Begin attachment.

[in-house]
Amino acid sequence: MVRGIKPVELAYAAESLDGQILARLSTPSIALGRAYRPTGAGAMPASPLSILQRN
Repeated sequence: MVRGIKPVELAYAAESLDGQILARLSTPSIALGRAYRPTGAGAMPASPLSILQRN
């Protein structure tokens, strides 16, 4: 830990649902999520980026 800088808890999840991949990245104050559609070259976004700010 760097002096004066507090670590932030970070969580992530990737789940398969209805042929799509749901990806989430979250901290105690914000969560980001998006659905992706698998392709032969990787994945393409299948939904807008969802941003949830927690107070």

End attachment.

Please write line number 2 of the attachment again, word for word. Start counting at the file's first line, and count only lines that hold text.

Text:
Amino acid sequence: MVRGIKPVELAYAAESLDGQILARLSTPSIALGRAYRPTGAGAMPASPLSILQRN